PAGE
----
After the wedding, Betty moved into a large brick house in Fredericksburg where she and Fielding lived together for the next 25 years. In 1751, Betty gave birth to their first child, Fielding Jr., followed by ten more children over a twenty-year period. Only six children survived to adulthood.

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Kitty Floyd

James Madison’s First Love

Image: James Madison

Born in 1751, James Madison was the oldest among the eleven children of James Madison Sr., the wealthiest man in Orange County, Virginia. Even as a child, Madison had been unusually studious. As a young boy, he left his father’s plantation to attend an advanced school in a neighboring county. After five years studying astronomy, French, logic, mathematics and philosophy, he returned to his family’s plantation, Montpelier, to be tutored for two more years by a local minister.

James Madison
By Charles Willson Peale, 1783
Oval portrait miniature given to Kitty Floyd as a pin in a velvet-lined container.
From the Library of Congress Rare Book and Special Collections Division.

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Mary Dowd

North Carolina Loyalist

Image: Battle of Moore’s Creek Bridge

“King George and Broadswords!” shouted Loyalist forces as they charged toward Moores Creek Bridge on February 27, 1776. Just beyond the bridge nearly a thousand North Carolina Patriots waited quietly with cannons and muskets poised to fire.

Everyone who lived in the colonies was part of the war for independence. North Carolina women contributed and suffered much on both sides. At that time, the population of North Carolina was mostly rural. Men lived with their wives and families on farms. Like women everywhere in those days, all the women in the household had established roles within the family. A woman’s life centered on her family and home – cooking, washing clothes, sewing, caring for children and the sick, and tending gardens.

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Anna Maria Lane

Woman Soldier in the Revolutionary War

Anna Maria Lane is best known as Virginia’s only female soldier in the Revolutionary War. Anna Maria followed her husband, when he joined the Continental Army in 1776. Although many women worked as cooks or laundresses at the military camps, Anna Maria dressed in men’s clothing and performed the duties of a soldier. John and Anna Maria fought in battles in New Jersey, Pennsylvania and Georgia.

The Lanes were with New England troops under General Israel Putnam when he linked up with General George Washington‘s army near Philadelphia after the Battle of Brandywine.

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Anna Smith Strong

Member of the Culper Spy Ring

Image: Map Showing the Routes Taken by the Culper Spy Ring – Long Island, New York

The British occupied New York City in August 1776, and the city would remain a British stronghold for the duration of the Revolutionary War. The Culper Ring, also known as the Setauket Spy Ring, was a group of operatives whose purpose was General George Washington aware of the movements of the British in New York City and Long Island.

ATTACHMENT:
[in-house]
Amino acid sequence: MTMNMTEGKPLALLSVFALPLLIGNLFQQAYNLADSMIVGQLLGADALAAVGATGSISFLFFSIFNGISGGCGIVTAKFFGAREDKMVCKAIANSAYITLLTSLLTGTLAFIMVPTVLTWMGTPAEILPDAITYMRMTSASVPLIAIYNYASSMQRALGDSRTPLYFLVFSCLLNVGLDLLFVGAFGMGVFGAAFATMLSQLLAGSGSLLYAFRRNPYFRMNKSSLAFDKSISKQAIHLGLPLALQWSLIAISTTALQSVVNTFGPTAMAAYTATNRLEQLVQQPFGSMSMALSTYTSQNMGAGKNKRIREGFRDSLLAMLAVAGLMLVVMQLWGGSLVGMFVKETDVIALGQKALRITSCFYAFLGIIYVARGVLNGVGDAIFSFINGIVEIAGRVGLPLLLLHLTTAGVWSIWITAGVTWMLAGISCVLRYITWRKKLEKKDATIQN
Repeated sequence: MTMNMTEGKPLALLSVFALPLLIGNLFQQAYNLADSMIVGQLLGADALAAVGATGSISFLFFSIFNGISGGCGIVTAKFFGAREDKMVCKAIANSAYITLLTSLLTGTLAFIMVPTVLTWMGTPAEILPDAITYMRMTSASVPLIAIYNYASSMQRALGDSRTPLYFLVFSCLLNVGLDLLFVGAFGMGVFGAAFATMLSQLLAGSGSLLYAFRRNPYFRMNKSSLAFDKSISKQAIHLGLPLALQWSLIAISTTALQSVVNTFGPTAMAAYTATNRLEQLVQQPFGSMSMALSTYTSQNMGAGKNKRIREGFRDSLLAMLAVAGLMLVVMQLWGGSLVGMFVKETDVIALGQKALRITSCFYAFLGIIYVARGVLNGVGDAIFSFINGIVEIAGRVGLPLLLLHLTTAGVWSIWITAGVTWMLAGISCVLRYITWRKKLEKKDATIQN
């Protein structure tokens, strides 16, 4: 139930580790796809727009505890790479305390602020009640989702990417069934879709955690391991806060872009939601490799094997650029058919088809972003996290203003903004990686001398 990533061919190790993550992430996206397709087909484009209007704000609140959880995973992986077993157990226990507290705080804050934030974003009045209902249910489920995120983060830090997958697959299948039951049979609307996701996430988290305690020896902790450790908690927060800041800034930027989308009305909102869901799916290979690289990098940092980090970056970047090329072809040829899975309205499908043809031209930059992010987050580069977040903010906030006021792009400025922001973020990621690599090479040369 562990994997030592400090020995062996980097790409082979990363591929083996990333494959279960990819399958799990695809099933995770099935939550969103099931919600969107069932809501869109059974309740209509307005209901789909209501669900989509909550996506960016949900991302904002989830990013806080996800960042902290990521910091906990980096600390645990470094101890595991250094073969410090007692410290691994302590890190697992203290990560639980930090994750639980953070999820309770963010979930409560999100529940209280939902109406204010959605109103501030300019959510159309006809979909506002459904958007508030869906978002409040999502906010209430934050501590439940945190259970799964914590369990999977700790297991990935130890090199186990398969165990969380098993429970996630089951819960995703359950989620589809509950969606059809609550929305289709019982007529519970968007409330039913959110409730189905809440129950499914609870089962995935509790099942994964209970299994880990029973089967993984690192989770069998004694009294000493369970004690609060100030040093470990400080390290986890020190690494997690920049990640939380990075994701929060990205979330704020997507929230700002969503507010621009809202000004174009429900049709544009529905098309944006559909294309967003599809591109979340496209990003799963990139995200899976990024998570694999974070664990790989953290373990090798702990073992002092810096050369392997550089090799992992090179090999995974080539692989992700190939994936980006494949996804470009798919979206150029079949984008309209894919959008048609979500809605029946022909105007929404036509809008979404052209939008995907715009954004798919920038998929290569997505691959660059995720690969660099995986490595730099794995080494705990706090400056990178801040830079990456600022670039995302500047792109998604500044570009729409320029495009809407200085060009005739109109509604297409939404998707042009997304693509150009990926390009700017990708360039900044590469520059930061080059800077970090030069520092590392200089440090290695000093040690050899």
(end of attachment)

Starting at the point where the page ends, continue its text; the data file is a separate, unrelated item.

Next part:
Some credit Nathan Hale’s capture and execution with having launched the Culper Spy Ring. Nathan Hale, a young Patriot, volunteered for an intelligence-gathering mission to the city, but the British captured Hale carrying drawings of their fortifications in his shoe and hanged him on September 22, 1776. He is best remembered for his last words: “I only regret that I have but one life to give for my country.” Hale’s death illustrated the grave dangers inherent in spying for the Patriots.

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Ann Bates

Spy for the British during the Revolutionary War

Ann Bates, a schoolteacher in Philadelphia, was married to Joseph Bates, a British soldier and artillery repairman in General Henry Clinton’s army. In 1778, her husband joined the British troops who evacuated Philadelphia and marched to New York City. Claiming to be a patriot, Bates passed through the American lines and followed the army to New York.

Bates felt it was her duty to seek out information on illegal colonial activity and report back to her husband’s superiors. From her husband she learned to identify the weaponry and report on important military information such as the numbers of cannons, men and supplies.

In New York, Major John Andre was appointed an aide to General Henry Clinton, the new commander-in-chief. Clinton had confidence in Andre’s resourcefulness and discretion, and assigned Andre the coordination of British intelligence activities in the New York area.

Under the cover name ‘Mrs. Barnes,’ Ann Bates became a Loyalist spy in Major Andre’s spy ring. Andre sent her to American army headquarters at White Plains, New York, where she listened in on conversations, checked gun emplacements and assessed the strength of the American units. She also taught other spies how to locate safe houses as they made their way back to British-held territory.

Bates was brazen enough to walk into the headquarters of General George Washington in White Plains. She later wrote:

I had the opportunity of going through their whole army remarking at the same time the strength and situation of each brigade, and the number of cannon, with their situation and weight of ball each cannon was charged with.

At that time women were allowed to come and go where they pleased because military authorities did not think that women could comprehend the significance of what they saw. This particular thinking gave Bates the ability to wander throughout American camps, recording vital information concerning equipment and logistics. Her information was accurate and her missions were dangerous.